|Posted on January 10, 2015 at 3:55 PM|
I have not yet read Bowen and Tobin’s new book Locus of Authority: The Evolution of Faculty Roles in te Governance of Higher Education. But its publication reminded me that my new book Five Dimensions of Quality includes a chapter called “A Community of People” that addresses many of the governance issues that Bowen and Tobin talk about.
There are plenty of non-profit organizations that operate successfully without higher education’s governance model. So do today’s colleges really require a traditional system of shared, collegial institutional governance?
I define institutional governance as a balance of power, akin to the system of checks and balances enshrined in the United States constitution, that leads to what Richard Morrill calls “collaborative, integrated decisions.” When the balance of power gets out of whack, morale, time, and energy are sapped, and high turnover and a chaotic campus environment can result. These kinds of problems don’t kill a college, but they take time, energy, and resources away from more critical issues, such as improving the quality of students’ educational experiences.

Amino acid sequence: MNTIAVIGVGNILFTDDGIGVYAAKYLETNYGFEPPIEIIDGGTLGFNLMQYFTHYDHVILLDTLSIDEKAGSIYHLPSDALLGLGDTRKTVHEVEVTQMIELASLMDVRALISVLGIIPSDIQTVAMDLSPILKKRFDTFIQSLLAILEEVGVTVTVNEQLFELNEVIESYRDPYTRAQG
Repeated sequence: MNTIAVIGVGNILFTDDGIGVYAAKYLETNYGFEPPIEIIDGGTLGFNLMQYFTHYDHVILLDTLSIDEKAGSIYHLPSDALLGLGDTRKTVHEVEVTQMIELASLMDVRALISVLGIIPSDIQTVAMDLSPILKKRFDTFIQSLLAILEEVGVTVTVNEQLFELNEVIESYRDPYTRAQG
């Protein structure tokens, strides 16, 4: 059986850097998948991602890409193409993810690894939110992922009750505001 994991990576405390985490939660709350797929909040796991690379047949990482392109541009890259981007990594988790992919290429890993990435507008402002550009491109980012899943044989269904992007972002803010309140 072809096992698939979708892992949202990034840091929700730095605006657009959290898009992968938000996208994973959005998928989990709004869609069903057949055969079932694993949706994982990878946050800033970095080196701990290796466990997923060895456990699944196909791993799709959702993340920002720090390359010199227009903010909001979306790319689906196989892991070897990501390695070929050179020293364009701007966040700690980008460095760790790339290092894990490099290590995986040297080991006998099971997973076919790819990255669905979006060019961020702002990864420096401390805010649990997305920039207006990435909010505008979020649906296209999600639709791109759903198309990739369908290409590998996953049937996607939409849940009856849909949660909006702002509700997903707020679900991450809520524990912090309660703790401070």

There’s no one best model for institutional governance, but the best ones I’ve seen share the following traits: respect, communication (listening as well as telling), collaboration, professional growth and development, and documentation. And, yes, today’s colleges need all of those in abundance.